September 13, 2004
Penn Researchers Investigate
Potential New Treatment for Depression
Non-Medication Therapy Offers Alternative
for Treatment-Resistant Patients
(Philadelphia, PA) -- Statistics from the National
Institute of Mental Health (NIMH) estimate that 18.8
million Americans suffer from depressive illnesses each
year. Most are helped through the use of antidepressant
medication. But a growing number of patients -- estimated
to be between 10 and 15 percent -- remain chronically
depressed even after taking several different types
of antidepressants. For these patients, a new therapy,
Transcranial Magnetic Stimulation (TMS), can provide
a non-medication alternative treatment.
The Laboratory for Transcranial Magnetic Stimulation
at the University of Pennsylvania Health System
is one of 16 centers nationwide conducting clinical
trials to evaluate TMS as a potential treatment for
depression. In announcing the trial, John O'Reardon,
MD, principal investigator, said, "We
are excited to be participating in this landmark research
for a new antidepressant. If proven effective, TMS could
signal a radical shift in our approach to treating major
is a non-invasive procedure administered in an outpatient
setting, and requires no anesthesia. The patient is
fully awake and reclines in a chair throughout the 45-minute
session. (Click on thumbnail to view full-size image).
During the treatment, short pulses of magnetic energy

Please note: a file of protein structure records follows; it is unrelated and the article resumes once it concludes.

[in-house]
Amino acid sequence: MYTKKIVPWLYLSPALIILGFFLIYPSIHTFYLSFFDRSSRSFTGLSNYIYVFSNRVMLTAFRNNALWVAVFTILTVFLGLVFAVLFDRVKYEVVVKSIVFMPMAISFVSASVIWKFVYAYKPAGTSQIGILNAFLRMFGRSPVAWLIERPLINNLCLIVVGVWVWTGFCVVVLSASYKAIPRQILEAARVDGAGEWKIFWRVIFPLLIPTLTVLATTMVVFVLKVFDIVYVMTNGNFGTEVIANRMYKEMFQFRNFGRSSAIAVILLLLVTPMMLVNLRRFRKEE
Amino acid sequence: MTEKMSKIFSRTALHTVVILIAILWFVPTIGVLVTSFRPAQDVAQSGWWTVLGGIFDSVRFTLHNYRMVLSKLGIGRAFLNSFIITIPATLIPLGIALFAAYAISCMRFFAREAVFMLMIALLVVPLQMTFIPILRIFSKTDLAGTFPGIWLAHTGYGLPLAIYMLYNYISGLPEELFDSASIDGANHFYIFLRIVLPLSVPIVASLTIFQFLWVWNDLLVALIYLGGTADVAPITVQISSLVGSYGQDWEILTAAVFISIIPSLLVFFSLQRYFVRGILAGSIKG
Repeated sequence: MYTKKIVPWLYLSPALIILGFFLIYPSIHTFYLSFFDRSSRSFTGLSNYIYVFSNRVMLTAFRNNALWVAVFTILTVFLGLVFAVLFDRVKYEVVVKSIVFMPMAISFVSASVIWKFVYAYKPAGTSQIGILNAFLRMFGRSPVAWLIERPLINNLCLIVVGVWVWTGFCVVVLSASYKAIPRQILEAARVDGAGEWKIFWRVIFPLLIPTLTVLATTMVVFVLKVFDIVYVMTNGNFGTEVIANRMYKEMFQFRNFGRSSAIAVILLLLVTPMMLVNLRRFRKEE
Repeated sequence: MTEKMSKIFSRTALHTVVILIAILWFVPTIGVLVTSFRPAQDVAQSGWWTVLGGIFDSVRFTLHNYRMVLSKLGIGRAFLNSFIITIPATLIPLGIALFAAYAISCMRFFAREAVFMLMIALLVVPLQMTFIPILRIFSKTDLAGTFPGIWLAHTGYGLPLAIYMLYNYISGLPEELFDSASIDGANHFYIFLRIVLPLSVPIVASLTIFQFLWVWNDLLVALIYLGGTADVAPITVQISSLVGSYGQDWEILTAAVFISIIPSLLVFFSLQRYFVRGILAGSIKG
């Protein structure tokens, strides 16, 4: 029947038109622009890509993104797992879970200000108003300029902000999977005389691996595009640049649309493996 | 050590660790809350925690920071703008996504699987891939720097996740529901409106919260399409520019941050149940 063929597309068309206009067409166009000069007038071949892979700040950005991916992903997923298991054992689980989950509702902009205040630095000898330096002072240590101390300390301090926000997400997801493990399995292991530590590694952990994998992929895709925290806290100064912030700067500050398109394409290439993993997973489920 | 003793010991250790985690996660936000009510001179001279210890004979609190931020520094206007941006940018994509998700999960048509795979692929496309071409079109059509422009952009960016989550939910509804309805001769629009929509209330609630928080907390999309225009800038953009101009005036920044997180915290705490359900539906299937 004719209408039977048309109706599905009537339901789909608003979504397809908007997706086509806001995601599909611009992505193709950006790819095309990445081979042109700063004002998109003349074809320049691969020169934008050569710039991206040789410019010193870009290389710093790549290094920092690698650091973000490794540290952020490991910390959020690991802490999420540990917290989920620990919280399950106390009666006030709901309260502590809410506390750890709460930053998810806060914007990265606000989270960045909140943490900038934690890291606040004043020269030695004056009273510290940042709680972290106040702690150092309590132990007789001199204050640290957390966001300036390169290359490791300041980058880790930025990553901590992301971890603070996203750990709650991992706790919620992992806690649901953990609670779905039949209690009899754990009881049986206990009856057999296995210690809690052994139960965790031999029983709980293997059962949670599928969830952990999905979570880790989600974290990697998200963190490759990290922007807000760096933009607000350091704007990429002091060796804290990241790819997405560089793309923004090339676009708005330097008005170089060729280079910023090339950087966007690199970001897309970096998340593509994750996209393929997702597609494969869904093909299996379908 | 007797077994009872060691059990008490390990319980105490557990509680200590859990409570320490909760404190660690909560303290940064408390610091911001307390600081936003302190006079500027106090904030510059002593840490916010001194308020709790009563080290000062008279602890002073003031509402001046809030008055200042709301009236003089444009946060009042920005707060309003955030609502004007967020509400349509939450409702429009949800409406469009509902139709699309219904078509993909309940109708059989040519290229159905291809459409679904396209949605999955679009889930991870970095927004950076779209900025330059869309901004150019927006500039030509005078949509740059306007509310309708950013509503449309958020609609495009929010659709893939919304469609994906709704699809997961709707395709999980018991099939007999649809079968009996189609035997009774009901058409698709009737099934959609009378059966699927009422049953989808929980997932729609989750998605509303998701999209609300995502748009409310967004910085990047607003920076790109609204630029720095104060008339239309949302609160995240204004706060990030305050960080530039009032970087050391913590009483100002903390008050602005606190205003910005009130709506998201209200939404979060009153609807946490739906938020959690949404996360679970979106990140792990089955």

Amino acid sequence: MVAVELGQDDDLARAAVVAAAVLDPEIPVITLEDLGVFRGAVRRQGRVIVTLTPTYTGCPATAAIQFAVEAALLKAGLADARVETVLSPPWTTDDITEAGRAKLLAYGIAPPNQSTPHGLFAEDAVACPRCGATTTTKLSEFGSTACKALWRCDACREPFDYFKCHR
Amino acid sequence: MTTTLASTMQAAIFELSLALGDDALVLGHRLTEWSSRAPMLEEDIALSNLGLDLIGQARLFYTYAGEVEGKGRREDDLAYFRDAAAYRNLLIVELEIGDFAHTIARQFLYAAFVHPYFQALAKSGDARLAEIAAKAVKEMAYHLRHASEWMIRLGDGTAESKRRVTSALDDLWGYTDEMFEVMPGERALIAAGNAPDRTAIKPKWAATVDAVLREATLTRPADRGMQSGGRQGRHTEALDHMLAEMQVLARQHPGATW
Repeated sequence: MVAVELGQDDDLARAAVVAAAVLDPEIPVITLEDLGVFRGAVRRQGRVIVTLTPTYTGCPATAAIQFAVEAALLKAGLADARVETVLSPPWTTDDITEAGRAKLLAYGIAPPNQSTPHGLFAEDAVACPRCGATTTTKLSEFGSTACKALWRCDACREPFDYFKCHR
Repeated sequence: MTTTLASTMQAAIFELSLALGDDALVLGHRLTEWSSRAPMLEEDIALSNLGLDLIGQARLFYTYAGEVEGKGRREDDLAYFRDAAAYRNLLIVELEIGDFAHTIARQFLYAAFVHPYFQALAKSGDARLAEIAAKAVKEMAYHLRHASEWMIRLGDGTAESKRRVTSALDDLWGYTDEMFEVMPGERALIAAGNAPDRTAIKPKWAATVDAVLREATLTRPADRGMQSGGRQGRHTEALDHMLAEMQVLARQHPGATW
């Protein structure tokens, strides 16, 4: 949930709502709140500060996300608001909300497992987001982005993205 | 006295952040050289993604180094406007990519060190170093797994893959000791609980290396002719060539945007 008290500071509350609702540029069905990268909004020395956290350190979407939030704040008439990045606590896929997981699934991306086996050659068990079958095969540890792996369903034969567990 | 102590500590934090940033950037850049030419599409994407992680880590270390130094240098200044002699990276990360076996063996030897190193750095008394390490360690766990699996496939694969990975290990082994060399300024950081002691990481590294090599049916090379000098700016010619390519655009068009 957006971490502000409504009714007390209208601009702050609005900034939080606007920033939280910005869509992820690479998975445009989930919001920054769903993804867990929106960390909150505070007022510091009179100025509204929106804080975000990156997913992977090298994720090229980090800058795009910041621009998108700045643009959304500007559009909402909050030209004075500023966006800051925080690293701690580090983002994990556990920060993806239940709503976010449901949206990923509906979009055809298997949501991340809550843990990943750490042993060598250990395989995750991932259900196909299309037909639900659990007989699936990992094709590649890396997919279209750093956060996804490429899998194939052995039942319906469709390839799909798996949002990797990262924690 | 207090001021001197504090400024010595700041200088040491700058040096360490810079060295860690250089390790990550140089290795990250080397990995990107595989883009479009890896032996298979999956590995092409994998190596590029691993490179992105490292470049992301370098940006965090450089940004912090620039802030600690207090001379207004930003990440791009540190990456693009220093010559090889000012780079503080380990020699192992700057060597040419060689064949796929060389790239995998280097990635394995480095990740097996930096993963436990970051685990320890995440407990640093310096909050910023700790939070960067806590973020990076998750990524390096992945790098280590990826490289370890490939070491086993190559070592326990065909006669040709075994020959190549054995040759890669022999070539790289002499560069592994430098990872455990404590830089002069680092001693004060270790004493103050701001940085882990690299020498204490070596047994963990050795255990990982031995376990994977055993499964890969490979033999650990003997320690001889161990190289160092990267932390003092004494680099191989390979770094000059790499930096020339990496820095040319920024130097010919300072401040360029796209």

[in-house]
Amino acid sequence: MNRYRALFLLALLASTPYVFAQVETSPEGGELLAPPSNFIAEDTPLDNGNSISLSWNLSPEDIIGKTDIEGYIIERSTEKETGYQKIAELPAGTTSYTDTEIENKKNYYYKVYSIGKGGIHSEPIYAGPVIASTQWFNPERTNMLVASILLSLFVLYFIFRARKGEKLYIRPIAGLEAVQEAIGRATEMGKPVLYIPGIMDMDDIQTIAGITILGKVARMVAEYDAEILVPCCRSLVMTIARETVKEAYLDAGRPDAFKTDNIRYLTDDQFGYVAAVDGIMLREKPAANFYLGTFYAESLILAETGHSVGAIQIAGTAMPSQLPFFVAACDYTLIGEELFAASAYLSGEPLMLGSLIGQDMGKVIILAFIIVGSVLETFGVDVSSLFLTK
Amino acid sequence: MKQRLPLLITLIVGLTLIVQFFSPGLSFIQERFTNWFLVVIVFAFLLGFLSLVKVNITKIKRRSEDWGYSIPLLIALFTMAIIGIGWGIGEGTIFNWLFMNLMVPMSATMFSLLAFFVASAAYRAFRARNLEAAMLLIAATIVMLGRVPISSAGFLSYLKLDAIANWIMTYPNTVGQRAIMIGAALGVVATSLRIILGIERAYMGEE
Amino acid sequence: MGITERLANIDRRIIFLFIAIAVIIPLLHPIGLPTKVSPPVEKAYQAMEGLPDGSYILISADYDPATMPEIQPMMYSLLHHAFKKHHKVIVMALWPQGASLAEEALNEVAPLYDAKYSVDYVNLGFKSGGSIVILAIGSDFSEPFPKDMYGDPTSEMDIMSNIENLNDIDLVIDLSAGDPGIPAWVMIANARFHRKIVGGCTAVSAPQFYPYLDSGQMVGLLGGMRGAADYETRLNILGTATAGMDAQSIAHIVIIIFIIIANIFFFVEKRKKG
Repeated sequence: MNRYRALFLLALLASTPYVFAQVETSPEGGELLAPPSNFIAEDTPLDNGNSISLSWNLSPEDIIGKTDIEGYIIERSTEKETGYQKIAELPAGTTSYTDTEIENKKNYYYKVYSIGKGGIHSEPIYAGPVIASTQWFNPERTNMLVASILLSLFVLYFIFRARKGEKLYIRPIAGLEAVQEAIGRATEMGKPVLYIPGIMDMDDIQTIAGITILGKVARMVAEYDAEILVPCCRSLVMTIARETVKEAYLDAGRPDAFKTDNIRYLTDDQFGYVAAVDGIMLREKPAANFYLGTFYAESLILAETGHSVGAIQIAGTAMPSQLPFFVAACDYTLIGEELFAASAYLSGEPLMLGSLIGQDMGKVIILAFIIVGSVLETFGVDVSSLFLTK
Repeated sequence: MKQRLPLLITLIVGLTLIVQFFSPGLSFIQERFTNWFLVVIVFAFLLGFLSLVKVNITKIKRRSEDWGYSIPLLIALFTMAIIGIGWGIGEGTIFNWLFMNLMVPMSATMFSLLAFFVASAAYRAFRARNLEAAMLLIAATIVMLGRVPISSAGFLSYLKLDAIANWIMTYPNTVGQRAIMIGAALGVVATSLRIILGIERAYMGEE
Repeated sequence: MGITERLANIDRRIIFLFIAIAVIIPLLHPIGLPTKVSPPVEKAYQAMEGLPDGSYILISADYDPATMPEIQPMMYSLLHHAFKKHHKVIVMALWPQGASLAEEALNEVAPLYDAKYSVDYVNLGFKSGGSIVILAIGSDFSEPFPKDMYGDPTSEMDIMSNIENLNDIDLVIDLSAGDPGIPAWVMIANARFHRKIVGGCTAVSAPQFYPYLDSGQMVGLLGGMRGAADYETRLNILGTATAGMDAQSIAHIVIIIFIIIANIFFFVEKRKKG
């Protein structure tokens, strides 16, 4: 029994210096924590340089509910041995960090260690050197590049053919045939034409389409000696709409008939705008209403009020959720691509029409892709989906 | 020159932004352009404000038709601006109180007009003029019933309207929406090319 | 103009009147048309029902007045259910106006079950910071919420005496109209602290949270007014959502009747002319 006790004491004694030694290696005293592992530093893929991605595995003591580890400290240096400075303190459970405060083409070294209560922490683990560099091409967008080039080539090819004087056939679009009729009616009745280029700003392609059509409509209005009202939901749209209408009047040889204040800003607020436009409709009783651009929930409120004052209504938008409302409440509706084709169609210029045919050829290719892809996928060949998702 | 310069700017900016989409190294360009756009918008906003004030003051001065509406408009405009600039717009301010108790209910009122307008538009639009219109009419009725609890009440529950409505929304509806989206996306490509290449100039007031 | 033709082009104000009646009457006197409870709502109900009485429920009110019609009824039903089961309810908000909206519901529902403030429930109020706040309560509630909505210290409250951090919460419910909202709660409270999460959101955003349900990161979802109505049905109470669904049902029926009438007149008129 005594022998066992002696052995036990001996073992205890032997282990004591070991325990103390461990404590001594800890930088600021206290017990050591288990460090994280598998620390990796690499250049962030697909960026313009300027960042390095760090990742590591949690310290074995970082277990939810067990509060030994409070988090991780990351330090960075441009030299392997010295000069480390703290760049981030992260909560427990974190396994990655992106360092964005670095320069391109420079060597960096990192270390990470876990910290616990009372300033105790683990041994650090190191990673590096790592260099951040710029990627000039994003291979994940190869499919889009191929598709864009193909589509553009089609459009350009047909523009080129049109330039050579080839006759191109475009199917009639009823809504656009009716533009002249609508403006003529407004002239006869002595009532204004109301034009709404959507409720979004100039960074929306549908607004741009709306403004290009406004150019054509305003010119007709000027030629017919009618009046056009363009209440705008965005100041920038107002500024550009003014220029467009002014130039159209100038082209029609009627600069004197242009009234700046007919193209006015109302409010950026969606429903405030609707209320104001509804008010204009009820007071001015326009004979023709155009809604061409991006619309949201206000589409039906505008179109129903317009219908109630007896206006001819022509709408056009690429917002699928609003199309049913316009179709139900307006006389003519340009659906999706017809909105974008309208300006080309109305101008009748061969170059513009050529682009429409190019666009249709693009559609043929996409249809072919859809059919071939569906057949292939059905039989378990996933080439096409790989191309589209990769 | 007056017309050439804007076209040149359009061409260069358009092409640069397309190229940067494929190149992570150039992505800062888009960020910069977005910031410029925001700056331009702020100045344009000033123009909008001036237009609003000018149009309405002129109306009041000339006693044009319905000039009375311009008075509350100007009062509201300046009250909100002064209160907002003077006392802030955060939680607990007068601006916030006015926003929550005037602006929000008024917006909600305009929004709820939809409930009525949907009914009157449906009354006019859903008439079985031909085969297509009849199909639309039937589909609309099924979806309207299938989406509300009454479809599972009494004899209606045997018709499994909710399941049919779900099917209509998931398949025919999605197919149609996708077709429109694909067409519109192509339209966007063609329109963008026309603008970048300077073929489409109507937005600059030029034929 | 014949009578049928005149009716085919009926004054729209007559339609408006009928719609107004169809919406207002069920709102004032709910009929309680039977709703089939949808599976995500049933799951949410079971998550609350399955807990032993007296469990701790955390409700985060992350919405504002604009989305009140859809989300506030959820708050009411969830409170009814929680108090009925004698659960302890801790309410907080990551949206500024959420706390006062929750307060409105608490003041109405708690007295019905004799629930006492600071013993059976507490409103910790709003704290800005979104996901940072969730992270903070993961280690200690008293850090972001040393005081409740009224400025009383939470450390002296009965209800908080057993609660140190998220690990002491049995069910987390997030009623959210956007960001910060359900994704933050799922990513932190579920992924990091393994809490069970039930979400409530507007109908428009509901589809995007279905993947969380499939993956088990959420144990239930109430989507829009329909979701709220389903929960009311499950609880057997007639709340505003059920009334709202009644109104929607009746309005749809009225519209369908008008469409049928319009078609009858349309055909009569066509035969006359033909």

-- much like those used in magnetic resonance imaging
(MRI) technology -- stimulate the neurons in the left
prefrontal cortex of the brain -- the area that scientists
believe is involved in regulating mood. "The amount
of energy delivered to the brain is very small and very
focused," O'Reardon said. Both prior to and directly
after the procedure, the patient is able to carry on
TMS has been used for 20 years to study human nerve
fibers that carry information about movement from the
brain to the spinal cord and muscles. Currently, there
are over 2,000 TMS devices being used worldwide, to
investigate several neurological functions, including
attention, memory, movement, speech, and vision. TMS
is already used to treat patients with depression in
Canada and Israel, and smaller preliminary studies in
this country have encouraged researchers that TMS may
produce an antidepressant effect.
Volunteers interested in participating in the six-week
Penn TMS study are invited to call 1-800-345-8707 for
Participants must be:
- Between 18 and 70 years old.
- Suffering from a major depressive disorder.
- Able to provide written documentation that they
have been treated unsuccessfully with antidepressant
Please Note: Patients diagnosed with
bipolar illness (manic depression) or obsessive- compulsive
disorder are not eligible to participate in this trial.
The trial is sponsored by Neuronetics, Inc., a medical
device company focused on developing therapeutic products
for psychiatric and neurological disorders by using
the energy in magnetic fields.
a printer friendly version of this release,
Editor's Note: Neither Dr. O'Reardon,
nor any member of his immediate family, has a financial
interest in Neuronetics, Inc.
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